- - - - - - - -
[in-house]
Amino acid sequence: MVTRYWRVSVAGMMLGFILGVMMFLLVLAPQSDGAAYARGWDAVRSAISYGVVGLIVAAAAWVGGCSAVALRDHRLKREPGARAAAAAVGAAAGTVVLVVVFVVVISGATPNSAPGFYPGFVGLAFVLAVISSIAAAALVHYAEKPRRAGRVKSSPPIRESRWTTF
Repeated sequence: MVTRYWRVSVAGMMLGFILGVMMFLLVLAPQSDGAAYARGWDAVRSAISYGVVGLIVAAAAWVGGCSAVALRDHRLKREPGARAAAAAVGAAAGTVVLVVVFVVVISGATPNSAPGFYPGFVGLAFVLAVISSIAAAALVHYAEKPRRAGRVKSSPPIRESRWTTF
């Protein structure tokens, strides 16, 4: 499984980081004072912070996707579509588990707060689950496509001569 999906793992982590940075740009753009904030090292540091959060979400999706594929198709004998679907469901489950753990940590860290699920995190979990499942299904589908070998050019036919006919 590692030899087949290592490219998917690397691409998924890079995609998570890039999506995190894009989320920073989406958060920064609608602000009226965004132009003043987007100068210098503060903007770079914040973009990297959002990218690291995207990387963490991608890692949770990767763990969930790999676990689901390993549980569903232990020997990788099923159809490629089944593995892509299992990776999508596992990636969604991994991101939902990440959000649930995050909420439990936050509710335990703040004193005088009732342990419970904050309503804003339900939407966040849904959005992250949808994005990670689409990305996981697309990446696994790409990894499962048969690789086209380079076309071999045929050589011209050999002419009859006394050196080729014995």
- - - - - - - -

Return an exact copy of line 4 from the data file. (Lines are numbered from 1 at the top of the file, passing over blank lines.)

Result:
């Protein structure tokens, strides 16, 4: 499984980081004072912070996707579509588990707060689950496509001569 999906793992982590940075740009753009904030090292540091959060979400999706594929198709004998679907469901489950753990940590860290699920995190979990499942299904589908070998050019036919006919 590692030899087949290592490219998917690397691409998924890079995609998570890039999506995190894009989320920073989406958060920064609608602000009226965004132009003043987007100068210098503060903007770079914040973009990297959002990218690291995207990387963490991608890692949770990767763990969930790999676990689901390993549980569903232990020997990788099923159809490629089944593995892509299992990776999508596992990636969604991994991101939902990440959000649930995050909420439990936050509710335990703040004193005088009732342990419970904050309503804003339900939407966040849904959005992250949808994005990670689409990305996981697309990446696994790409990894499962048969690789086209380079076309071999045929050589011209050999002419009859006394050196080729014995």